But the Harvard experience that Chase came to believe had had the most detrimental impact on the impressionable Kaczynski was his participation in a three-year-long psychological study at the hands of Professor Henry A. Murray. Murray was an eminent psychologist whose approach to his research seemed to embody the kind of morality-free pursuit of knowledge against which the General Education curriculum so strenuously warned. His study had no clear purpose. He simply seemed voyeuristically interested in probing into every aspect of his subjects' lives using batteries of tests, intrusive questions, and close observation. The experiment about which he seemed most excited was one in which he put the subject in a dark room, strapped electrodes to his body, shone a blinding spotlight in his face, and watched through a one-way mirror as a law student whom the subject had been misled to believe was an undergraduate his own age hostilely and cruelly attacked what Murray knew to be that particular student's core beliefs and values.

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Sage Stossel is a contributing editor at The Atlantic and draws the cartoon feature "Sage, Ink." She is author/illustrator of the graphic novel Starling, and of the children's books  On the Loose in Boston and On the Loose in Washington, DC. More

On Election Day in 1996, TheAtlantic.com launched a weekly editorial cartoon feature drawn by Sage Stossel and named (aptly enough) "Sage, Ink." Since then, Stossel's whimsical work has been featured by the New York Times Week in Review, CNN Headline News, Cartoon Arts International/The New York Times Syndicate, The Boston Globe, Nieman Reports, Editorial Humor, The Provincetown Banner (for which she received a 2009 New England Press Association Award), and elsewhere. Her work has also been included in Best Editorial Cartoons of the Year, (2005, 2006, 2009, and 2010 editions) and Attack of the Political Cartoonists. Her children's book, On the Loose in Boston, was published in June 2009.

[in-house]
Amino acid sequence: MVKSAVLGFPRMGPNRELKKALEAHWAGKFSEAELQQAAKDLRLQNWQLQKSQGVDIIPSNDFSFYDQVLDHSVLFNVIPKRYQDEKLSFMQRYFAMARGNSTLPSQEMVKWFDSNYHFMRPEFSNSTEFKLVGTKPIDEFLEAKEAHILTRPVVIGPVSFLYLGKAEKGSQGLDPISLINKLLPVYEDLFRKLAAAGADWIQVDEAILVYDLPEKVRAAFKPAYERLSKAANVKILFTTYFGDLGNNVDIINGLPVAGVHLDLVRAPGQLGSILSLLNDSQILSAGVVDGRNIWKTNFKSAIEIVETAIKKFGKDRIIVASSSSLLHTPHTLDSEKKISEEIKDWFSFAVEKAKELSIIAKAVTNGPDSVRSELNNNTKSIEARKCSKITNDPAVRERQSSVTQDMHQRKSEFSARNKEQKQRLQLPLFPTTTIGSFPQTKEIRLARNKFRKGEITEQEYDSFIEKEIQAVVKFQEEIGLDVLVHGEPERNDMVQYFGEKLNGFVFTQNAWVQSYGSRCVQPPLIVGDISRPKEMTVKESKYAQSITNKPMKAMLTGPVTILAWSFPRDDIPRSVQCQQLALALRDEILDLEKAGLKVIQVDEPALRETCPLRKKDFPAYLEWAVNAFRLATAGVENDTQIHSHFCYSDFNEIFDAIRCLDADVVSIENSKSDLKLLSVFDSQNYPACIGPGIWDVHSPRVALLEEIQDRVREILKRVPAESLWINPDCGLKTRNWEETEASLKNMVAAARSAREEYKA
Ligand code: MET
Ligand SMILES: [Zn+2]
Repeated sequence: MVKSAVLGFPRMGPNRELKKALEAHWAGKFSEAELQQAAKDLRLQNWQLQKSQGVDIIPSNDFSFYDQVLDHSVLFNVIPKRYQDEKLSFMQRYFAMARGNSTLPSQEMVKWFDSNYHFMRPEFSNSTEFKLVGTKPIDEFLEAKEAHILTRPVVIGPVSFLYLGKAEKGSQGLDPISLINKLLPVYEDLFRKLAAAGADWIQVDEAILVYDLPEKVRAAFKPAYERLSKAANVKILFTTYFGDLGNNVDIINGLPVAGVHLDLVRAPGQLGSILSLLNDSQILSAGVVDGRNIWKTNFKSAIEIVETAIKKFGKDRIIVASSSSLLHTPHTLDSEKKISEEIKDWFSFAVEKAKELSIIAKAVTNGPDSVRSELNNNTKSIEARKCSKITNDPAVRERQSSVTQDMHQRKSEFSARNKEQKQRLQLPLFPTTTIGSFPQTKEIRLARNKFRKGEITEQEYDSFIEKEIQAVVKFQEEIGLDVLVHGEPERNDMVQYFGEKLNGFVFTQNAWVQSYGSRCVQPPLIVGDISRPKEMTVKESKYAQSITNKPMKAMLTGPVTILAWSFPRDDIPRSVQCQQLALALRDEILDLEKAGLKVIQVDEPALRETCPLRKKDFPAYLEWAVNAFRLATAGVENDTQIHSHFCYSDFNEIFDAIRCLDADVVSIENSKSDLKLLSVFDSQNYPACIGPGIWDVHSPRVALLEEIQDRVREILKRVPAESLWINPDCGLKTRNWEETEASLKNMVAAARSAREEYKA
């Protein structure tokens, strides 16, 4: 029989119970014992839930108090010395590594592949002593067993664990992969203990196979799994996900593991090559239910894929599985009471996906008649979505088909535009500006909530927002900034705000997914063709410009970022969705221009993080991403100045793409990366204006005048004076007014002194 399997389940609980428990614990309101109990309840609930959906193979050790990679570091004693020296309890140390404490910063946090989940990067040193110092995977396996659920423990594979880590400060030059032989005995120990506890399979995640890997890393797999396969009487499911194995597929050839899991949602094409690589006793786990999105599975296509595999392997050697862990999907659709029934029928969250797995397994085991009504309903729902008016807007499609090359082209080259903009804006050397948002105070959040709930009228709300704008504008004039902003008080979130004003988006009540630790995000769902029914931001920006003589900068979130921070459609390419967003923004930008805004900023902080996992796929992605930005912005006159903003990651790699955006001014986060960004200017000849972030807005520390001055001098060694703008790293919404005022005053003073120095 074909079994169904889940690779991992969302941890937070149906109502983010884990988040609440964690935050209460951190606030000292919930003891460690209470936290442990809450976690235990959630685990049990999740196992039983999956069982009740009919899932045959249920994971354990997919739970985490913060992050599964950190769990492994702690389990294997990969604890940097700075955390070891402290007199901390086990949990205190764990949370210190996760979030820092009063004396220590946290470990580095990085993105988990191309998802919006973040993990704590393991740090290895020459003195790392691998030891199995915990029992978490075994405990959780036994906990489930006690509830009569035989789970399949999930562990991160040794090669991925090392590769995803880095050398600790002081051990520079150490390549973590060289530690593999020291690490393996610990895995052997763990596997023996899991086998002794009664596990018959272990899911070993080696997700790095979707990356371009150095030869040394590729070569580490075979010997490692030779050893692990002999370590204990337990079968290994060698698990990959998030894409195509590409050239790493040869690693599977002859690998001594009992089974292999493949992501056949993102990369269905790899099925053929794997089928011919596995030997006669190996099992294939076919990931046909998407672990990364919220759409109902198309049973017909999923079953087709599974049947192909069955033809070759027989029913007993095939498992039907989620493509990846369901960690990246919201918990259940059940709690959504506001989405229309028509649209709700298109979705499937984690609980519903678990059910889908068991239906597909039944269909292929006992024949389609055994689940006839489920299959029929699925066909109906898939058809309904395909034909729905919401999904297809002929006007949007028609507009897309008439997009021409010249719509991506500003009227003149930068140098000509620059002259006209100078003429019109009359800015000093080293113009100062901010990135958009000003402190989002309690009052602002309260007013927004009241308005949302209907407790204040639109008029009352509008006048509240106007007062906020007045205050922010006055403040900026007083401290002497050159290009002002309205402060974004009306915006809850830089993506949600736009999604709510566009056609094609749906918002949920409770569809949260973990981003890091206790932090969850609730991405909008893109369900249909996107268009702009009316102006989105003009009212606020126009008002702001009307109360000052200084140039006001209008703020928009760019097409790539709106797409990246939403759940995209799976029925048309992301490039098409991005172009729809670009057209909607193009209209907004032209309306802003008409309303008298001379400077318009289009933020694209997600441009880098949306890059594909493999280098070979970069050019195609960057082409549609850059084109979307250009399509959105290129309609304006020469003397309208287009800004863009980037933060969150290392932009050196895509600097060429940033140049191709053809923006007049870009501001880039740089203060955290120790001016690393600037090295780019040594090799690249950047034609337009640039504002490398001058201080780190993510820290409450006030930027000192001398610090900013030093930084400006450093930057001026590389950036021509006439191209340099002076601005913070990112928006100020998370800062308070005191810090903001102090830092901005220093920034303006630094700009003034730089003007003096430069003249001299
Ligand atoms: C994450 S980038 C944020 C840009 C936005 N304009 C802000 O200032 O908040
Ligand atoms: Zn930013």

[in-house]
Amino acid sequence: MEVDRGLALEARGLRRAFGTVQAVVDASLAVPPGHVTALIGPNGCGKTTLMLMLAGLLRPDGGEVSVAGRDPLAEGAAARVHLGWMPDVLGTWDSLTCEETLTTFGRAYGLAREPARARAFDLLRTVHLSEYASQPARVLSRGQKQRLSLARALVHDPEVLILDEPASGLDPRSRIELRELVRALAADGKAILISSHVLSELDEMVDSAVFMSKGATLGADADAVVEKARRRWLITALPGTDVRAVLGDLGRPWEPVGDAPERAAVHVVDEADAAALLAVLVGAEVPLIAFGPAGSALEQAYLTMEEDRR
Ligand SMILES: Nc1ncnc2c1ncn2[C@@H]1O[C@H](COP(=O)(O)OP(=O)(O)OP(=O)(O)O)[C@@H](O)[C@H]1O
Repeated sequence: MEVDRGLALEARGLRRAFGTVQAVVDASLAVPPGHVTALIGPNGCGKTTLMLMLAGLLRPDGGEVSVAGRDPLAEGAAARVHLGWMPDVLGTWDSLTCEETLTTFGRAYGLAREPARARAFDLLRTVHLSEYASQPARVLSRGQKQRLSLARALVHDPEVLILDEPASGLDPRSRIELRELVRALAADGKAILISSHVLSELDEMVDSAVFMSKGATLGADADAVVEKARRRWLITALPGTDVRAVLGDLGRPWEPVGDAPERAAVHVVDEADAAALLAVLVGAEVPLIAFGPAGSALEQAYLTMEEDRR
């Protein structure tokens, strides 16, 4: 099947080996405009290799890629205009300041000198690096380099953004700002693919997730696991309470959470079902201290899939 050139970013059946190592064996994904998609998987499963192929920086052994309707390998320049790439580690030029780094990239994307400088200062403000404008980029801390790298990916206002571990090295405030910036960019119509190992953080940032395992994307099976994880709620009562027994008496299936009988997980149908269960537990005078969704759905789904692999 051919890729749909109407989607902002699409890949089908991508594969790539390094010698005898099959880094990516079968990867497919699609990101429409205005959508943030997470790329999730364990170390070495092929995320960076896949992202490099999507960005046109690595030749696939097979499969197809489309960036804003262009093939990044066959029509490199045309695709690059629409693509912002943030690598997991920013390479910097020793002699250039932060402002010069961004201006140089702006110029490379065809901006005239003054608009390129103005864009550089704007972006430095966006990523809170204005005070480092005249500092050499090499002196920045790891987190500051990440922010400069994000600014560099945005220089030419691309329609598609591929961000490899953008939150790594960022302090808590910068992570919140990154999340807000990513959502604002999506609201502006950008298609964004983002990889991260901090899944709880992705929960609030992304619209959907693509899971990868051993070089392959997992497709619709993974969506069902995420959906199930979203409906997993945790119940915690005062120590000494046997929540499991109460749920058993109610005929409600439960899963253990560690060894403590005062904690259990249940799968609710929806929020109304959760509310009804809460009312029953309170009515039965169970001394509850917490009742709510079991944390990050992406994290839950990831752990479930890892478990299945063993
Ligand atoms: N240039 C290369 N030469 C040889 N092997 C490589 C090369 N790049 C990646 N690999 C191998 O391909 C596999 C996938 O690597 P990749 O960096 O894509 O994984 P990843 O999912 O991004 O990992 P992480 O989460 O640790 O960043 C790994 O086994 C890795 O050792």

Sage Stossel grew up in a suburb of Boston and attended Harvard University, where she majored in English and American Literature and Languages and did a weekly cartoon strip about college life, called "Jody," for the Harvard Crimson. From 2004 to 2007, she served as Books Editor of the Radcliffe Quarterly

After college she took what was intended to be a temporary summer position securing electronic rights to articles from The Atlantic's archive for use online. Intrigued by The Atlantic's rich history and the creative possibilities in helping to launch a digital edition of the magazine on the Web, she soon joined The Atlantic full time. As the site's former executive editor, she was involved in everything from contributing reviews, author interviews, and illustrations, to hosting message boards and producing a digital edition of The Atlantic for the Web.

Stossel lives in Cambridge, Massachusetts.